What we know about Buk missiles

A visitor stands next to a soviet military truck with a missile at the Cold war museum in a a former Soviet nuclear warheads underground silo in Misov, Czech Republic, on August 17, 2013.

It's likely that the missile that downed the Malaysia Airlines plane yesterday was a relic of the Cold War era known as a "Buk."

Here’s what we know about the Soviet-era missile system:

What is a Buk missile?

The Buk is a surface-to-air missile that can shoot down airplanes flying up to 13 miles off the ground. 

It looks like the lower half of a tank or truck, with a few anti-aircraft missiles on the top and was developed by the Soviet Union in the early 1970s.

What does "Buk" mean, anyway?

Buk means “Beech Tree” in Russian. During the Cold War, NATO’s code name for the Buk was "the Grizzly.”

How many of them exist?

There are several hundred Buk missile systems out in the world today, in the hands of about a dozen countries, says arms control expert Igor Sutyagin with the Royal United Services Institute in London. Russia, Ukraine and other former Soviet republics are known to have them. Syria, which has bought weapons from Russia for years, has also been known to own the systems.

Who has them now?

There is no official registry of where each Buk system is, but the United Nations and the Stockholm International Peace Research Institute keep lists that attempt to keep track of these and other weapons.  Individual countries also try to track the weapons through their own intelligence agencies.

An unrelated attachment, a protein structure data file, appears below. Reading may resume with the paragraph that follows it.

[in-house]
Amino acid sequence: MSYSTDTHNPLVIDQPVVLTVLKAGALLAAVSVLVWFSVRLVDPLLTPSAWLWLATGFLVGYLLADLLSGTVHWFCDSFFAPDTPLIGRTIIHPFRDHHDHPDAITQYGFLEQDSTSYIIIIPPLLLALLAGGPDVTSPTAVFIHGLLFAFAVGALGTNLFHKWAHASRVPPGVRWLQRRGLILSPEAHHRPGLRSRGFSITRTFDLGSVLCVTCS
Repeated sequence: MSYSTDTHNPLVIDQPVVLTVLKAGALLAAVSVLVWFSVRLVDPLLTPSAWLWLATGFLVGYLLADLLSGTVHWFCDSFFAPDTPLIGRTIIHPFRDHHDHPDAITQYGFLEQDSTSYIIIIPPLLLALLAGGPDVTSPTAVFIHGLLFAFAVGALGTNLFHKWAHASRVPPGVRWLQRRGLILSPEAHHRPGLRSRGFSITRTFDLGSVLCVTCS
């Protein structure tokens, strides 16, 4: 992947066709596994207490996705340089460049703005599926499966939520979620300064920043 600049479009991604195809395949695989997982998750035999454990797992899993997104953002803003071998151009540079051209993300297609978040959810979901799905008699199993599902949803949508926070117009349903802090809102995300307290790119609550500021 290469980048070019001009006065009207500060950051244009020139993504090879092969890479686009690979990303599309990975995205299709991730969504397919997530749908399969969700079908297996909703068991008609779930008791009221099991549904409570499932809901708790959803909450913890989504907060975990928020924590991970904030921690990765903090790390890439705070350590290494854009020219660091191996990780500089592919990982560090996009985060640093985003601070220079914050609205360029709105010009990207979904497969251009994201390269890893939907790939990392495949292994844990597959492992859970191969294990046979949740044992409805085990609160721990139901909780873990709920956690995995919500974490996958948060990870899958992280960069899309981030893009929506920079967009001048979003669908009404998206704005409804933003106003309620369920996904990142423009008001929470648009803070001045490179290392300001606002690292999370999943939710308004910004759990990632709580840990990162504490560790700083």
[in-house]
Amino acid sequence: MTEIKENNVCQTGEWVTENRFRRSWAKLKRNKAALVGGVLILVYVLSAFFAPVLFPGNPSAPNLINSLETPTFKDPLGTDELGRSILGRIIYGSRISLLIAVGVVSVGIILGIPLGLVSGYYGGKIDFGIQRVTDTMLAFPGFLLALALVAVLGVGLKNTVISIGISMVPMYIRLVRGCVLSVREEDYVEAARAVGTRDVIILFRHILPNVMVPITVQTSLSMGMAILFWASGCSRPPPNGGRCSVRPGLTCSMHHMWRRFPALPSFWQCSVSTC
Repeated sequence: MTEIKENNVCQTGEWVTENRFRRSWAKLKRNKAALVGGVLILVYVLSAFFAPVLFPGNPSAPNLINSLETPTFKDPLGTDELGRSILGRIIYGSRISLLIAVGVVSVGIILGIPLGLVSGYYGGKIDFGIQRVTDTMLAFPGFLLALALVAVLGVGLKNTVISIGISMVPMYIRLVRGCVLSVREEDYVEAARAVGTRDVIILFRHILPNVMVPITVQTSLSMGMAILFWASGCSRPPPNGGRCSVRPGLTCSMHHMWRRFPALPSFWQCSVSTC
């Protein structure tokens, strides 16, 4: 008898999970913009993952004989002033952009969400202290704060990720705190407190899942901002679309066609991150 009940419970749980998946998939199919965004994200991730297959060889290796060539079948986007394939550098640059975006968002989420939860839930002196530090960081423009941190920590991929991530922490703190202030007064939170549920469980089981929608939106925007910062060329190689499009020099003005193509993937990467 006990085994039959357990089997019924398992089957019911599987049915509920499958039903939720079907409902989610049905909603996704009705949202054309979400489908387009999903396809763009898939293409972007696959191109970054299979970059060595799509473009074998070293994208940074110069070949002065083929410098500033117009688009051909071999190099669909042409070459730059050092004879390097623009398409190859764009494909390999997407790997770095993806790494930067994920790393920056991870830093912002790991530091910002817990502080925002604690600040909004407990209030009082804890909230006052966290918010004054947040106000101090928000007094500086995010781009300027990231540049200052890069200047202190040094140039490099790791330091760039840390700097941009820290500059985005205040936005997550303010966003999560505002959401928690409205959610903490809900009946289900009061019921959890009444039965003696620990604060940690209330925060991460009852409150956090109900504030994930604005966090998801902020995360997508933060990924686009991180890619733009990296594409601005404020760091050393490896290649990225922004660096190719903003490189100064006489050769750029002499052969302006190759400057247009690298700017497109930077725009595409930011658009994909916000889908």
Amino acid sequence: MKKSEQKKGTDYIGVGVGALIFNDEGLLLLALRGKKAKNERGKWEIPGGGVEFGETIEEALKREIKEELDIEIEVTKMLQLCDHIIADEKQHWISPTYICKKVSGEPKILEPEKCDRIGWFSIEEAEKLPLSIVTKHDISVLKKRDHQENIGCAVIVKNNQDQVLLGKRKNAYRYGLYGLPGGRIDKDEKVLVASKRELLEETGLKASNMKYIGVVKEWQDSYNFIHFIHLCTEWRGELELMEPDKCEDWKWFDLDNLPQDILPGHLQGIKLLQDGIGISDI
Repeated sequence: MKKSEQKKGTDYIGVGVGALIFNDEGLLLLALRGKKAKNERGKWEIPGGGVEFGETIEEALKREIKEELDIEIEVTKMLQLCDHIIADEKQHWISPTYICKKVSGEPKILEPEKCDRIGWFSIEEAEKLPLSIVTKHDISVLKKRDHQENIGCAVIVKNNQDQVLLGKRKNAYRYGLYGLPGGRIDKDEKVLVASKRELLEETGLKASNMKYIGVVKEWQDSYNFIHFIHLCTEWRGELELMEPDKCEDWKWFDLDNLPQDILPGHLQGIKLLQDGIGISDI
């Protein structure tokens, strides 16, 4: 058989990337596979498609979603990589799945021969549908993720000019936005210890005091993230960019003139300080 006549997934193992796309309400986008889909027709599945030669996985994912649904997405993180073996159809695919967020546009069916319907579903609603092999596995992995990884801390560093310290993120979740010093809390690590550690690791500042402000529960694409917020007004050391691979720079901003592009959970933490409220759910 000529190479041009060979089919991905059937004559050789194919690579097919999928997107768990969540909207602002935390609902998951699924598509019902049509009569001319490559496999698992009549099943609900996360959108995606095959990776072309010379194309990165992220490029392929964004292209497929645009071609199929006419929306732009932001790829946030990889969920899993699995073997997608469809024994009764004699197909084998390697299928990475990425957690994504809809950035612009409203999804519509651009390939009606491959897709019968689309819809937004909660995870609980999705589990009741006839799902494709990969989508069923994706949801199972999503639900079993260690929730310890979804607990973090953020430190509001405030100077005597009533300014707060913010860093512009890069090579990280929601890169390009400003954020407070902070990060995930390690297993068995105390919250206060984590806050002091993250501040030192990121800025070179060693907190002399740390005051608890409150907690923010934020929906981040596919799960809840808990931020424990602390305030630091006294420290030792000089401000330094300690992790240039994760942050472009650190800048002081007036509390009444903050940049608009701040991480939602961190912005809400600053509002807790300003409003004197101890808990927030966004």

How could one have ended up in Ukraine?

There are a few theories on the origins of the Buk missile system that allegedly shot down the Malaysian passenger jet. The Ukrainian military inherited some Buks after the Soviet Union collapsed. It's possible that pro-Russian rebels captured one from the Ukrainian army. Or, it could have come from a Russian military commander, either through official channels or on the black market. 

Why do weapons from that era end up in different places? 

It’s not uncommon for old weapons from Russia and the U.S. to have second and third lives beyond their original owners. Military officials sell old equipment to other countries, often at bargain prices.

“The United States is anxious in many cases to provide allies with military capabilities that don’t bust their budget,” says Bruce Bennett, Senior Defense Analyst with the Rand Corporation. The sales are legal, and governments aren’t required to report the movements of those weapons around the globe, though the UN and SIPRI both try to keep track.

It’s even more difficult to know how many smaller, less conspicuous Soviet-era weapons are circulating around the world's conflict zones illegally. 

About the author

Krissy Clark is the senior reporter for Marketplace’s Wealth & Poverty Desk.

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